Fear of Clowns

"Faith may be defined briefly as an illogical belief in the occurrence of the improbable."
- H. L. Mencken
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Thursday, July 29, 2004

Kerry should accept accountability for statements on Iraq WMD 

THE CAPITOL BUILDING, Washington, DC, approx. 2/2/2003: "Everybody now, all together! Ooooooh, Saddam, he's got them W.M.D / And he's a threat to you and me ..."

The reason every elected leader who stated as fact that Iraq had WMD should apologize is simple. We need to rebuild confidence in present and future statements. America needs assurance that what we hear "the next time" has has more thought put into it - accountability should not go out of style when politicly expedient. If we're we hold our leaders responsible for silly mistakes like being unaware of microphones - certainly we should expect accountability for statements which informed the country during our decision between war and peace. Even if - especially if - they thought what they were saying was well-founded at the time.

I don't care if Kerry or anyone else painstakingly qualified the implications of their statements in some way: the fact is most Americans trusted the statements and simply plopped them on to their "war or not" scales. The NY Times has issued their apology. Bill O'Reilly has said he was wrong. Some members of Congress have articulated their mea culpas. Tonight is an opportune moment for Kerry to unambiguously enter the words into the record: "I was wrong."

A few of us made efforts on our own to verify the veracity of what we were hearing. But we shouldn't have to do that - it's not our job to evaluate intelligence. The White House and The Hill are wired for the Internet - that's all that was needed to determine the statements should have been more like "We think that Iraq may have threatening WMD" instead of "We know that Iraq's weapons threaten us." Just two examples:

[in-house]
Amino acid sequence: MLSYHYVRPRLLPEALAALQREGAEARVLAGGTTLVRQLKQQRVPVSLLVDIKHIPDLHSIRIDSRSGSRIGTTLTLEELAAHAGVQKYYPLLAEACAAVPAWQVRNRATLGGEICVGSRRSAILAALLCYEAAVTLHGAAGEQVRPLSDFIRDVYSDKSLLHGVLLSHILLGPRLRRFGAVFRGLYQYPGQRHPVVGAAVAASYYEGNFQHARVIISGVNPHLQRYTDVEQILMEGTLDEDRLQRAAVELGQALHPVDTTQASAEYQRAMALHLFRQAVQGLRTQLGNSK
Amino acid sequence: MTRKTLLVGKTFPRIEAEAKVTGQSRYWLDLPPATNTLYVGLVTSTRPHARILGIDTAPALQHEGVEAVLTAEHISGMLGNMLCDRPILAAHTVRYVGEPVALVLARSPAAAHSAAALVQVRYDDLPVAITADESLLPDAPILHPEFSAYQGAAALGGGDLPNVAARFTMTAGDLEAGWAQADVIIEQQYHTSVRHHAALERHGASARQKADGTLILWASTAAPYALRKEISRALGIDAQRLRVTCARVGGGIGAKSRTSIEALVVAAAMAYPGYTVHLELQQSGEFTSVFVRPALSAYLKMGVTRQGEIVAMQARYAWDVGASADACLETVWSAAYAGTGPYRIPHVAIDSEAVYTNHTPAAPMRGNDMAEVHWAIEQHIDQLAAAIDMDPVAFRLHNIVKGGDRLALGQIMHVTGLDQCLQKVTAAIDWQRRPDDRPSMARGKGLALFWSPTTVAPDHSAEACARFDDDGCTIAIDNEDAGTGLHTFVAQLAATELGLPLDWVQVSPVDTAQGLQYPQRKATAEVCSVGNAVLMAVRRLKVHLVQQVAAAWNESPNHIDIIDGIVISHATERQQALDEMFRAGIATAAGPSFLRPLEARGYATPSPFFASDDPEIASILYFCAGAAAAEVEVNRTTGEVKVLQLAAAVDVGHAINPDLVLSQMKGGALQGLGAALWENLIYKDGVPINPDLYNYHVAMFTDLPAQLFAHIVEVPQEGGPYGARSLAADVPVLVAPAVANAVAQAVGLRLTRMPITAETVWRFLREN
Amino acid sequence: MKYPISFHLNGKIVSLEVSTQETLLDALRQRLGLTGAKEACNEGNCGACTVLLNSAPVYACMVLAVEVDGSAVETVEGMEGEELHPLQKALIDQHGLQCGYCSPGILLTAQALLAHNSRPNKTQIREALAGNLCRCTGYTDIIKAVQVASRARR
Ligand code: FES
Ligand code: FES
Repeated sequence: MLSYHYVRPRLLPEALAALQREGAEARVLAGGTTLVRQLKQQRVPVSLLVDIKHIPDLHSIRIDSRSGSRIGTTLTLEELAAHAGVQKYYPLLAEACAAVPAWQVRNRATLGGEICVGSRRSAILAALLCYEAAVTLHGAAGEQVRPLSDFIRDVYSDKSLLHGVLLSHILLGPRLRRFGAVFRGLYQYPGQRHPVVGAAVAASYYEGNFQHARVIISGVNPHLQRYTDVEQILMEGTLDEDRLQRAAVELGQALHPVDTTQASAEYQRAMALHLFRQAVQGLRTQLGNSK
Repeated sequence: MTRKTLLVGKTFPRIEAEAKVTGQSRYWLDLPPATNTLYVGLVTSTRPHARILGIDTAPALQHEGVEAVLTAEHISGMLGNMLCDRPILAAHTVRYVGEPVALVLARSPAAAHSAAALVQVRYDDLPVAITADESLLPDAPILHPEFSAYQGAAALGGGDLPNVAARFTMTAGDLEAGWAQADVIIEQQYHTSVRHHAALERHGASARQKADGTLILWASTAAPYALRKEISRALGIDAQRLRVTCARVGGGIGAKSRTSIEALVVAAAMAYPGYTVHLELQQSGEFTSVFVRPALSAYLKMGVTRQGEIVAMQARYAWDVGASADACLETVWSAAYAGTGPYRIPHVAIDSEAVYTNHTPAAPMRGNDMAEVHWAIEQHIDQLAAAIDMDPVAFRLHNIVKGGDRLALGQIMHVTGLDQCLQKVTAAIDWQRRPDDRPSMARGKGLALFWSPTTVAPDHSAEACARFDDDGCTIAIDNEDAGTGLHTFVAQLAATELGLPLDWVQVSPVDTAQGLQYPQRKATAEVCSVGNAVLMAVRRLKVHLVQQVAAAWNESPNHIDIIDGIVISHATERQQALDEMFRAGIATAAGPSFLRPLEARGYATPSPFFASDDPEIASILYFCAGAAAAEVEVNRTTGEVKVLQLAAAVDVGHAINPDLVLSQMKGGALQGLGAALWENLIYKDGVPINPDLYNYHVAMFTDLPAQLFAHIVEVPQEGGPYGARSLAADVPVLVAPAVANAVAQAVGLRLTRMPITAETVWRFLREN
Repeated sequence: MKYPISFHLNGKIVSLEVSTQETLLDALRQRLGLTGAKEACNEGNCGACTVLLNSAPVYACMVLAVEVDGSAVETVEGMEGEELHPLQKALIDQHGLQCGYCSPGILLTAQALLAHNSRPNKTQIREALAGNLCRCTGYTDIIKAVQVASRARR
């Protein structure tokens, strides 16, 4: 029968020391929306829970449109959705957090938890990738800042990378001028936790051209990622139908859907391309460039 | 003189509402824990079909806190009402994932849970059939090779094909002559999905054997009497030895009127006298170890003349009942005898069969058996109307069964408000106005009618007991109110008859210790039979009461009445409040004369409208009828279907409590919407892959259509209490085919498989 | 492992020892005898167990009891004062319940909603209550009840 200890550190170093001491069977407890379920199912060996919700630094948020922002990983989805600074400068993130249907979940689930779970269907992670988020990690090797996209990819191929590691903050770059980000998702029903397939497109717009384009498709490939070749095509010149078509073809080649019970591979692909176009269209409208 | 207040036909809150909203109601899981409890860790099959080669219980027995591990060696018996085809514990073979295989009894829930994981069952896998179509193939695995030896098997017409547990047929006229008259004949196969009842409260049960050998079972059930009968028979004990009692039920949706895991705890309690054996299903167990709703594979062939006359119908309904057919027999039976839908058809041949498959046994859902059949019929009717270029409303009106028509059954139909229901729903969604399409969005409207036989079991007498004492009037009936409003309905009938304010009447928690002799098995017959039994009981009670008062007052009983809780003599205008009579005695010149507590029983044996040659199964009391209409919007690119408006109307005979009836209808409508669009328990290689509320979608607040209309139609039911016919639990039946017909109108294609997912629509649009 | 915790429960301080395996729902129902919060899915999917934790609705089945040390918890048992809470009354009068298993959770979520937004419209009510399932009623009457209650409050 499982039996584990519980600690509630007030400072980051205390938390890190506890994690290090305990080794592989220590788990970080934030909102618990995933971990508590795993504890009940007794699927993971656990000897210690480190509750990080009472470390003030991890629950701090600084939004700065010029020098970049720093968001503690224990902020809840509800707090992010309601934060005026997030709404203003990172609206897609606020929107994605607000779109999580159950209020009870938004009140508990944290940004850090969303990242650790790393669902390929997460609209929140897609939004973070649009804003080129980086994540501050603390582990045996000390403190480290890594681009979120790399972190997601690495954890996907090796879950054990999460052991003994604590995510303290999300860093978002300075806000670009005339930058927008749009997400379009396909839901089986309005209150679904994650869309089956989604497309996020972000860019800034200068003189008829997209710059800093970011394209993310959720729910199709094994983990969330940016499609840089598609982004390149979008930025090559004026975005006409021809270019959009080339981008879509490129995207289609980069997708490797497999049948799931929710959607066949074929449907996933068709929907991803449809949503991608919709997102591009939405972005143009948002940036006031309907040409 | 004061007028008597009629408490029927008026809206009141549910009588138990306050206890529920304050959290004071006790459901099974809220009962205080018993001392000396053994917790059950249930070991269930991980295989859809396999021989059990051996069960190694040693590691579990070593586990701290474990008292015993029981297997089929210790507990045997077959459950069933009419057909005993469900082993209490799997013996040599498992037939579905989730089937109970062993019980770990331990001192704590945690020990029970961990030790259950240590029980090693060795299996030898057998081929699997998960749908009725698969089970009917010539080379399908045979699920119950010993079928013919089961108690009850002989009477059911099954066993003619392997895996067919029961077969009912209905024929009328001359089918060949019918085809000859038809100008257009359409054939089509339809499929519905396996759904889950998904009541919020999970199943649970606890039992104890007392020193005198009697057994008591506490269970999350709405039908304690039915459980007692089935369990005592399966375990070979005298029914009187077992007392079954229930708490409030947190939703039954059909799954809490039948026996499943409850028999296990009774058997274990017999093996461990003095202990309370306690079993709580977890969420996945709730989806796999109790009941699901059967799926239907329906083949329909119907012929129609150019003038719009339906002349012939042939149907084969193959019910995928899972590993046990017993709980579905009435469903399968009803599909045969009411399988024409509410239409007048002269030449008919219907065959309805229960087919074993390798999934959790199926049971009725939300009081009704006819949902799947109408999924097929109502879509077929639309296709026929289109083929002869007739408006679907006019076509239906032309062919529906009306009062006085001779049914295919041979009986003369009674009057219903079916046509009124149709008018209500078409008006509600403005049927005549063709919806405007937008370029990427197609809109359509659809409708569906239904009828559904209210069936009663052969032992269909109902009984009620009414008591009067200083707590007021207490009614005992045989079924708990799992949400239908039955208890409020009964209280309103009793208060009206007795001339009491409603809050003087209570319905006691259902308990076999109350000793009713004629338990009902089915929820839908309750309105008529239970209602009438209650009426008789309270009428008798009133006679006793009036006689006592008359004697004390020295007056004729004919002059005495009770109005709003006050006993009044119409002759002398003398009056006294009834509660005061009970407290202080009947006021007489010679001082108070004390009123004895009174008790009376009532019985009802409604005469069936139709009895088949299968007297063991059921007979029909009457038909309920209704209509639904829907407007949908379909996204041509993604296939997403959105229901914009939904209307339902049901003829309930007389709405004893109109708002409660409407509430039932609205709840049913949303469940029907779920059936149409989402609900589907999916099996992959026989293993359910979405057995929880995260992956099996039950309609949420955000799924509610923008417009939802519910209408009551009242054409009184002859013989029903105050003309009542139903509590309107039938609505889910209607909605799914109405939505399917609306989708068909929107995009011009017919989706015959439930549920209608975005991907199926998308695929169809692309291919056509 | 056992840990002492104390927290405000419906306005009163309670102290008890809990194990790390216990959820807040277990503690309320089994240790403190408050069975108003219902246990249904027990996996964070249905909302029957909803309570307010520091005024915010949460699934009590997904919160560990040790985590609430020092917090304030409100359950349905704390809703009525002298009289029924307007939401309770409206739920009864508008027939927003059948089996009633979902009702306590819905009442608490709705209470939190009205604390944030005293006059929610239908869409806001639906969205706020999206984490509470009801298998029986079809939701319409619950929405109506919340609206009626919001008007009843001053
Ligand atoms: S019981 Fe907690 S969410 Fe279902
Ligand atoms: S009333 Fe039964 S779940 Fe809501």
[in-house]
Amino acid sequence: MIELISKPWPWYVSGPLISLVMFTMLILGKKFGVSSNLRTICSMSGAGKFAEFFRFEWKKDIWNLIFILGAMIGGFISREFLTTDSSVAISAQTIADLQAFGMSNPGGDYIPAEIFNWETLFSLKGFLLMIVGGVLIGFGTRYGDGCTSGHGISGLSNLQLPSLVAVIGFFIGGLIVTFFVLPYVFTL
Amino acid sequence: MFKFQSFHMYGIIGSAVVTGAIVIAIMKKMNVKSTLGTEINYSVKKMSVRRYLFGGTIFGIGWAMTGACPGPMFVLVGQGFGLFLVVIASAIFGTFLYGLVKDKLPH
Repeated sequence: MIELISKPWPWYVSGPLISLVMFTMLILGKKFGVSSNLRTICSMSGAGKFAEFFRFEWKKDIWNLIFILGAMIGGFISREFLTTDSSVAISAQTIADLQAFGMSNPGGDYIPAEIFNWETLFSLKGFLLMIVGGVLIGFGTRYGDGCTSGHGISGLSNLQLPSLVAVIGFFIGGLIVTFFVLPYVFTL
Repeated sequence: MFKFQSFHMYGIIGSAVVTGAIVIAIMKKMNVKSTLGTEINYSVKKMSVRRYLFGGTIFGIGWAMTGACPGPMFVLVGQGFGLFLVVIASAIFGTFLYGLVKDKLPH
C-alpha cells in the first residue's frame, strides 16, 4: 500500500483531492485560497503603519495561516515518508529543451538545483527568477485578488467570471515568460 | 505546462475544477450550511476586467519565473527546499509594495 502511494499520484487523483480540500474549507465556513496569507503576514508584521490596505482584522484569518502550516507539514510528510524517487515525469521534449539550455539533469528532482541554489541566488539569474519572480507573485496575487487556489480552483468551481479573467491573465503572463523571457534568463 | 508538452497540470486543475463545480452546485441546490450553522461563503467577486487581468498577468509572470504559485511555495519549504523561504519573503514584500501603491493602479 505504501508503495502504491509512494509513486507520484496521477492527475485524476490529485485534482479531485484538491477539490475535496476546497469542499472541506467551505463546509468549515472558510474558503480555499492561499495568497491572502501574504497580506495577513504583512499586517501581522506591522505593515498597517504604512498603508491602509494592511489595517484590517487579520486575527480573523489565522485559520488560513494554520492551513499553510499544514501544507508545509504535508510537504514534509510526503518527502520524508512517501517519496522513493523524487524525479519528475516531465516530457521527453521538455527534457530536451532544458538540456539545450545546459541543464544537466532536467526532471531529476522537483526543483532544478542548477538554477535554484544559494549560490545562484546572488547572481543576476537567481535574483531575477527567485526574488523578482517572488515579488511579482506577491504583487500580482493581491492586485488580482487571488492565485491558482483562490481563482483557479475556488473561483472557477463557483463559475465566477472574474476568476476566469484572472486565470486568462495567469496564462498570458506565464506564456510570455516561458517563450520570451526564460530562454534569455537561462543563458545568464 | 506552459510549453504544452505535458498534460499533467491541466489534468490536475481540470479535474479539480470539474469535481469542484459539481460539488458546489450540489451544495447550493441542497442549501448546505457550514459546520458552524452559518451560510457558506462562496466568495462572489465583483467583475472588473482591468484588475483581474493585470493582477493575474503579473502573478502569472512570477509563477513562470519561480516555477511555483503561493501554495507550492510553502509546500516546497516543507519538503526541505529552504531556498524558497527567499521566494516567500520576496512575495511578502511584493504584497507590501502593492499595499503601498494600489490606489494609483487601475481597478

Many politicians referred to "poison factories." With an Internet connection, everybody had the ability to read the reports and statements of inspectors that stood inside the facilities. The inspectors - which included American personall - found the buildings to be "inoperative" (1/17/2003), "dusty and destroyed", or "employed in legitimate uses" (10/29/2002). After this information became available, we should have heard from our leaders, "Uh, you know those poison factories I spoke of? Well, as at turns out, at least some of them ..."

We were told of aluminum tubes seized in transit to Iraq which were definitely intended to be used to refine uranium. The inspectors - which included American personnel - failed to find "any evidence that Iraq intended to use these 81mm tubes for any project other than the reverse engineering of rockets." (3/7/2003) After that information became available, we should of heard "About those aluminum tubes. Now, at least some people now think ..."

Kerry's statements generalized: that Iraq's WMD were a threat, that we couldn't allow him to have these weapons, etc, but the concept is the same.

It was correct to be unsatisfied with anything less than 100% certainty about what was going on in Iraq, but the confidence level at which the claims were made was farcical. Authoritative information was available to us that at best cast some amount of doubt on the urgency of the threat.

We need to be confident in the leadership we send to the White House and Capitol. Democrat, Republican, it doesn't matter. Almost all of them said these things and few of them have returned to issue corrections on the confidence levels at which they were stated.

Even if Kerry feels he was mislead, which he certainly does, he should then apologize for allowing himself to be mislead.

I believe an "I was wrong" from Kerry would score points with most Americans. It will show he holds himself accountable. It will also force Bush to make a choice: do the same thing, which would be damaging for those still trying to believe this is an honest administration - or choose not to, which would make a nice contrast between him and an incumbant who shuns accountability.

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